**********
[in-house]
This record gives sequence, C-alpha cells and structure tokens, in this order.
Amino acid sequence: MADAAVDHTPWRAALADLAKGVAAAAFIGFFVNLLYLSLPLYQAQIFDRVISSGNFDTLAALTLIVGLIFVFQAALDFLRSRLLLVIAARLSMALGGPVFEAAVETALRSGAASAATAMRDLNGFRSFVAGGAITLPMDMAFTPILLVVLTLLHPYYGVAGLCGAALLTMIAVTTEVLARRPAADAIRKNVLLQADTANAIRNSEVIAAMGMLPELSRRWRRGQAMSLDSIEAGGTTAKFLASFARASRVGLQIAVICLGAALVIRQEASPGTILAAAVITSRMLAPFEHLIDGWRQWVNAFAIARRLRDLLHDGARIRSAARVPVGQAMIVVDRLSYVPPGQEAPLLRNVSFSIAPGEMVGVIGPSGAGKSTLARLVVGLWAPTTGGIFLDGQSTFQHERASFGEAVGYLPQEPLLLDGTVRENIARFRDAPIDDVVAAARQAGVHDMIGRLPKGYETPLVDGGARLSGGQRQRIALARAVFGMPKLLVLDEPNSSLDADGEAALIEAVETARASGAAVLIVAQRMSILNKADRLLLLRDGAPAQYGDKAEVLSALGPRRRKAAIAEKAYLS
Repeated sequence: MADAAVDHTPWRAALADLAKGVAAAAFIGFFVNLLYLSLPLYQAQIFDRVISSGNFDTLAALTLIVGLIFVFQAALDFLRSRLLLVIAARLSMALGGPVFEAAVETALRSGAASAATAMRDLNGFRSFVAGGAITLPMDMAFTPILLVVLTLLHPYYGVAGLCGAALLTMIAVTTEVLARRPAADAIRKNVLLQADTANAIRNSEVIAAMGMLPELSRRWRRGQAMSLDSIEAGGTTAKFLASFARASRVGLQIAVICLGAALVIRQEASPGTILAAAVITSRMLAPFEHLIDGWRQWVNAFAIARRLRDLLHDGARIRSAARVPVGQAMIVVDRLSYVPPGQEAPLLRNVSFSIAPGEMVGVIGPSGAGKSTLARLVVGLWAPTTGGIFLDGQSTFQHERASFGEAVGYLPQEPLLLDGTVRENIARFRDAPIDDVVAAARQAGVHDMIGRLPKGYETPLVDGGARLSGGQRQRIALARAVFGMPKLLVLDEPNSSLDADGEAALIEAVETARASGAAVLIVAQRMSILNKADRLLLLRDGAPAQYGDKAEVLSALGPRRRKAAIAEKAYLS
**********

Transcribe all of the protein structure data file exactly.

[in-house]
This record gives sequence, C-alpha cells and structure tokens, in this order.
Amino acid sequence: MADAAVDHTPWRAALADLAKGVAAAAFIGFFVNLLYLSLPLYQAQIFDRVISSGNFDTLAALTLIVGLIFVFQAALDFLRSRLLLVIAARLSMALGGPVFEAAVETALRSGAASAATAMRDLNGFRSFVAGGAITLPMDMAFTPILLVVLTLLHPYYGVAGLCGAALLTMIAVTTEVLARRPAADAIRKNVLLQADTANAIRNSEVIAAMGMLPELSRRWRRGQAMSLDSIEAGGTTAKFLASFARASRVGLQIAVICLGAALVIRQEASPGTILAAAVITSRMLAPFEHLIDGWRQWVNAFAIARRLRDLLHDGARIRSAARVPVGQAMIVVDRLSYVPPGQEAPLLRNVSFSIAPGEMVGVIGPSGAGKSTLARLVVGLWAPTTGGIFLDGQSTFQHERASFGEAVGYLPQEPLLLDGTVRENIARFRDAPIDDVVAAARQAGVHDMIGRLPKGYETPLVDGGARLSGGQRQRIALARAVFGMPKLLVLDEPNSSLDADGEAALIEAVETARASGAAVLIVAQRMSILNKADRLLLLRDGAPAQYGDKAEVLSALGPRRRKAAIAEKAYLS
Repeated sequence: MADAAVDHTPWRAALADLAKGVAAAAFIGFFVNLLYLSLPLYQAQIFDRVISSGNFDTLAALTLIVGLIFVFQAALDFLRSRLLLVIAARLSMALGGPVFEAAVETALRSGAASAATAMRDLNGFRSFVAGGAITLPMDMAFTPILLVVLTLLHPYYGVAGLCGAALLTMIAVTTEVLARRPAADAIRKNVLLQADTANAIRNSEVIAAMGMLPELSRRWRRGQAMSLDSIEAGGTTAKFLASFARASRVGLQIAVICLGAALVIRQEASPGTILAAAVITSRMLAPFEHLIDGWRQWVNAFAIARRLRDLLHDGARIRSAARVPVGQAMIVVDRLSYVPPGQEAPLLRNVSFSIAPGEMVGVIGPSGAGKSTLARLVVGLWAPTTGGIFLDGQSTFQHERASFGEAVGYLPQEPLLLDGTVRENIARFRDAPIDDVVAAARQAGVHDMIGRLPKGYETPLVDGGARLSGGQRQRIALARAVFGMPKLLVLDEPNSSLDADGEAALIEAVETARASGAAVLIVAQRMSILNKADRLLLLRDGAPAQYGDKAEVLSALGPRRRKAAIAEKAYLS